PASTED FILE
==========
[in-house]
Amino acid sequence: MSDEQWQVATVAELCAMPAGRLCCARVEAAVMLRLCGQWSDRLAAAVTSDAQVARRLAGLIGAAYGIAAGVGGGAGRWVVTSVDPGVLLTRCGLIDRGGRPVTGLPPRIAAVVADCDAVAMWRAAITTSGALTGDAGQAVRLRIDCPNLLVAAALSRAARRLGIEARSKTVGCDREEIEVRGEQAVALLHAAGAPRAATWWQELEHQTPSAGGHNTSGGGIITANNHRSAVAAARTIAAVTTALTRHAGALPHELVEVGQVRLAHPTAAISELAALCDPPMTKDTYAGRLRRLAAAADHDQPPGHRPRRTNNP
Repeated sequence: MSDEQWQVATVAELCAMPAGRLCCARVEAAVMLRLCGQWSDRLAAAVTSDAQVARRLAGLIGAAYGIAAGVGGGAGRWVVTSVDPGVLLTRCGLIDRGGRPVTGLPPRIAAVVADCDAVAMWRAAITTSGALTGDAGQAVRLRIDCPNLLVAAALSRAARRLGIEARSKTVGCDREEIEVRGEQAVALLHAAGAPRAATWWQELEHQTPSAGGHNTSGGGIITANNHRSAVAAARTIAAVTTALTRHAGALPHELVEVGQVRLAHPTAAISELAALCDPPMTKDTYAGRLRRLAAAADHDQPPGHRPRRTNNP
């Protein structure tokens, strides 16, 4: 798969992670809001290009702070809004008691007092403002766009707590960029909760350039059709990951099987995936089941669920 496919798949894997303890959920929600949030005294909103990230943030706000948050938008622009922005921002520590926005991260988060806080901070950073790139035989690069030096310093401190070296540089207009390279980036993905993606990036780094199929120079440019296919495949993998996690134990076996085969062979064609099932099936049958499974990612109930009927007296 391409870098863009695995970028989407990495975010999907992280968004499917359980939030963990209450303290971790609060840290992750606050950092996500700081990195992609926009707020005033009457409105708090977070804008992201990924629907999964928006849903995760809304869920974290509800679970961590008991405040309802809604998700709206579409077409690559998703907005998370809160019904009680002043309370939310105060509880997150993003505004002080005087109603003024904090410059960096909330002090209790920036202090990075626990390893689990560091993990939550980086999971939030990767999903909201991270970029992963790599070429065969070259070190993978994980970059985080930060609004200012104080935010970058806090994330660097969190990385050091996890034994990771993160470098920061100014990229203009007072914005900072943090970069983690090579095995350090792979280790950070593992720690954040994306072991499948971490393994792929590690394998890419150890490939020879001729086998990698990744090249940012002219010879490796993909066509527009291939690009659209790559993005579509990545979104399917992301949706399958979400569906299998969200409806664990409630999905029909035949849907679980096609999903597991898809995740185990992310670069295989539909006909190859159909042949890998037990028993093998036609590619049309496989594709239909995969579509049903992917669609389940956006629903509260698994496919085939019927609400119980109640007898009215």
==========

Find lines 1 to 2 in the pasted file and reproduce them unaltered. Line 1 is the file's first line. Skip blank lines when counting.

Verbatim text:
[in-house]
Amino acid sequence: MSDEQWQVATVAELCAMPAGRLCCARVEAAVMLRLCGQWSDRLAAAVTSDAQVARRLAGLIGAAYGIAAGVGGGAGRWVVTSVDPGVLLTRCGLIDRGGRPVTGLPPRIAAVVADCDAVAMWRAAITTSGALTGDAGQAVRLRIDCPNLLVAAALSRAARRLGIEARSKTVGCDREEIEVRGEQAVALLHAAGAPRAATWWQELEHQTPSAGGHNTSGGGIITANNHRSAVAAARTIAAVTTALTRHAGALPHELVEVGQVRLAHPTAAISELAALCDPPMTKDTYAGRLRRLAAAADHDQPPGHRPRRTNNP